Friday, July 29, 2011

John McManamy and the People's DSM: Finally, some reality.

I've been reading John McManamy's site recently.  He's the author of Living Well with Depression and Bipolar Disorder, a highly regarded book that I haven't read yet.  He's a journalist, he lives with bipolar, and he's got a pretty good grasp of brain science.

He's also got a fascinating project going called The People's DSM.  The forthcoming revision of the DSM 5 has a ton of problems.  It contradicts itself, it ignores the role that stress plays in triggering mental illness, and it generally continues the fine DSM tradition of lacking real scientific basis.

The People's DSM is an effort to create a way of categorizing and diagnosing mental illness based on the actual realities of -- get this -- people who have actual mental illnesses.

If you have a psychiatric diagnosis, you've almost certainly had the following experience:
You: Hey, doc, I was reading about Diagnosis Y, and a lot of it really makes sense to me.  I was wondering if maybe -- 
Doc (interrupts): No.  You have Diagnosis X. 
Or, alternatively:
You: I wanted to let you know that over the weekend I had Experience Z.  I was kind of concerned, so I wanted to --
Doc (interrupting):  You couldn't have had experience Z.  That only happens if you have Diagnosis Q.  You have Diagnosis X.   

Yeah.  Thanks for that.

The problem is that the brain is just not that simple.  It does not fit into the mostly arbitrary boxes of the DSM.  It is not a simple case of "people presenting with X will not have symptoms of Y", or even "diagnosis of X always precludes a diagnosis of Y".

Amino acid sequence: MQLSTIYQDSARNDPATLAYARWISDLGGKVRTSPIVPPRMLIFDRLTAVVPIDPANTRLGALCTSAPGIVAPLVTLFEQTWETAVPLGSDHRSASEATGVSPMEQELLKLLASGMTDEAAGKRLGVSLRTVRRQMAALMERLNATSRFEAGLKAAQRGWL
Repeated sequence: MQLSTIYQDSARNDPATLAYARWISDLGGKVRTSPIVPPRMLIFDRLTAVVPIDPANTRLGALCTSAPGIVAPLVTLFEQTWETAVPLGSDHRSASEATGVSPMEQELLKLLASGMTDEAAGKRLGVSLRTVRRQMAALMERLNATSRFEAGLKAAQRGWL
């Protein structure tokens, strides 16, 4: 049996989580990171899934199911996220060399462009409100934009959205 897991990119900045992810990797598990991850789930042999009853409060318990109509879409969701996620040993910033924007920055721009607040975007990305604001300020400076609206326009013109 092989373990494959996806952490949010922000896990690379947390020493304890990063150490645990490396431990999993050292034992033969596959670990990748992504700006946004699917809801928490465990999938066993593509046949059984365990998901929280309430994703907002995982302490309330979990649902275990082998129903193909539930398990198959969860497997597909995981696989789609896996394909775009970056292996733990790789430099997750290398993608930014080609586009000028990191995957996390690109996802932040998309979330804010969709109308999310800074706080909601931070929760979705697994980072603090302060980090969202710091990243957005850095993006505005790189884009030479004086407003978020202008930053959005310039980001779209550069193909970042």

When my doctor first suggested lamotrigine, I was shocked to discover that some mood researchers believe that there's a form of bipolar that doesn't even include hypomania.  Not all pdocs believe in this "soft bipolar" or "bipolar III", but if they do, guess what the first-line treatment is?  Lamotrigine.

Thing is, shortly after I was first diagnosed with depression, I read something about cyclothymia that resonated with me.  Basically, I was having some "up" days, and I had periods of very high energy.  When I brought it up with my therapist, she said flatly (almost snappishly), "No.  You don't have that."  A few months later, I was diagnosed with ADHD.  OK, I thought to myself, my "up" times are "really" the "hyperfocus" that is characteristic of ADHD.

What if they weren't?  What if I've spent 17 years with the wrong mood diagnosis?  How much of my life have I lost to medications that were sedating and ineffective?

1 comment:

  1. The very first doctor I went to insisted that I didn't have bipolar disorder. He said something about bipolar being really crazy or severe. He thought I had anxiety and depression and prescribed Celexa. It didn't work. The next doctor I saw diagnosed me with Bipolar Disorder and prescribed lithium, which helped a lot. The first doctor was a real idiot in many ways... Anyway, your blog posts are all very interesting, and I'm enjoying your writing and links :)


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